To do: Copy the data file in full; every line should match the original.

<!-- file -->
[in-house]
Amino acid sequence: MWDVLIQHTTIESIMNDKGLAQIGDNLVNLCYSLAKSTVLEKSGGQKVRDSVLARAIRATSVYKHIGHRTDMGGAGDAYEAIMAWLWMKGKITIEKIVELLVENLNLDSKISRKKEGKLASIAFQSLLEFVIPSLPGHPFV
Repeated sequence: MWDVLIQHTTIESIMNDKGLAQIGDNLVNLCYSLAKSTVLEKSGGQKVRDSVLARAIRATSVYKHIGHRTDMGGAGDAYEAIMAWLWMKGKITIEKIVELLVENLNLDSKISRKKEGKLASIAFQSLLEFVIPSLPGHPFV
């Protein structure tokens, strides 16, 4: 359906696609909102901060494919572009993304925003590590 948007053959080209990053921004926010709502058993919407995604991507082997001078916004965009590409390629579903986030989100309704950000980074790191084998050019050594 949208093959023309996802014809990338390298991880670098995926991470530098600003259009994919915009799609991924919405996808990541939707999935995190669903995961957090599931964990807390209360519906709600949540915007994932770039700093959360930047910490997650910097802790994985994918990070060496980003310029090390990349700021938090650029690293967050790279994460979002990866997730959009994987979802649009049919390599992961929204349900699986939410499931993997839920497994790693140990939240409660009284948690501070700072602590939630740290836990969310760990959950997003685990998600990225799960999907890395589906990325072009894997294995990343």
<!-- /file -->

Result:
[in-house]
Amino acid sequence: MWDVLIQHTTIESIMNDKGLAQIGDNLVNLCYSLAKSTVLEKSGGQKVRDSVLARAIRATSVYKHIGHRTDMGGAGDAYEAIMAWLWMKGKITIEKIVELLVENLNLDSKISRKKEGKLASIAFQSLLEFVIPSLPGHPFV
Repeated sequence: MWDVLIQHTTIESIMNDKGLAQIGDNLVNLCYSLAKSTVLEKSGGQKVRDSVLARAIRATSVYKHIGHRTDMGGAGDAYEAIMAWLWMKGKITIEKIVELLVENLNLDSKISRKKEGKLASIAFQSLLEFVIPSLPGHPFV
């Protein structure tokens, strides 16, 4: 359906696609909102901060494919572009993304925003590590 948007053959080209990053921004926010709502058993919407995604991507082997001078916004965009590409390629579903986030989100309704950000980074790191084998050019050594 949208093959023309996802014809990338390298991880670098995926991470530098600003259009994919915009799609991924919405996808990541939707999935995190669903995961957090599931964990807390209360519906709600949540915007994932770039700093959360930047910490997650910097802790994985994918990070060496980003310029090390990349700021938090650029690293967050790279994460979002990866997730959009994987979802649009049919390599992961929204349900699986939410499931993997839920497994790693140990939240409660009284948690501070700072602590939630740290836990969310760990959950997003685990998600990225799960999907890395589906990325072009894997294995990343």